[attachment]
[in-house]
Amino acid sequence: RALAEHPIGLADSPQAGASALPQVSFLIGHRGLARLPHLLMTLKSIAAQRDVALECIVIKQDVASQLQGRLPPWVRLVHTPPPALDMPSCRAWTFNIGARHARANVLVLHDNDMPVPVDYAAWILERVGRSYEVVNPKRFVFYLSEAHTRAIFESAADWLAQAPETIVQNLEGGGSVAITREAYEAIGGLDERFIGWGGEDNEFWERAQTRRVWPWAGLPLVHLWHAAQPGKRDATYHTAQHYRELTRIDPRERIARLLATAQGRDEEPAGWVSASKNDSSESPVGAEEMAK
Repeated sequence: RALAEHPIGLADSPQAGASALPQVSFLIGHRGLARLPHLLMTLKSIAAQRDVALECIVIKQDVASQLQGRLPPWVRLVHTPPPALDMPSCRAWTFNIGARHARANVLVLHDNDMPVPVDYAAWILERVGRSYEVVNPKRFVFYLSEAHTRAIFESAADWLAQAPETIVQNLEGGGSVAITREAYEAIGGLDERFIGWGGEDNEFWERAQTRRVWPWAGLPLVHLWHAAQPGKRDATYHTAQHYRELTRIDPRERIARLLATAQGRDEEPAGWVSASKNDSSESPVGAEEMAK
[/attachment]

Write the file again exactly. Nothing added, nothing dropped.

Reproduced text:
[in-house]
Amino acid sequence: RALAEHPIGLADSPQAGASALPQVSFLIGHRGLARLPHLLMTLKSIAAQRDVALECIVIKQDVASQLQGRLPPWVRLVHTPPPALDMPSCRAWTFNIGARHARANVLVLHDNDMPVPVDYAAWILERVGRSYEVVNPKRFVFYLSEAHTRAIFESAADWLAQAPETIVQNLEGGGSVAITREAYEAIGGLDERFIGWGGEDNEFWERAQTRRVWPWAGLPLVHLWHAAQPGKRDATYHTAQHYRELTRIDPRERIARLLATAQGRDEEPAGWVSASKNDSSESPVGAEEMAK
Repeated sequence: RALAEHPIGLADSPQAGASALPQVSFLIGHRGLARLPHLLMTLKSIAAQRDVALECIVIKQDVASQLQGRLPPWVRLVHTPPPALDMPSCRAWTFNIGARHARANVLVLHDNDMPVPVDYAAWILERVGRSYEVVNPKRFVFYLSEAHTRAIFESAADWLAQAPETIVQNLEGGGSVAITREAYEAIGGLDERFIGWGGEDNEFWERAQTRRVWPWAGLPLVHLWHAAQPGKRDATYHTAQHYRELTRIDPRERIARLLATAQGRDEEPAGWVSASKNDSSESPVGAEEMAK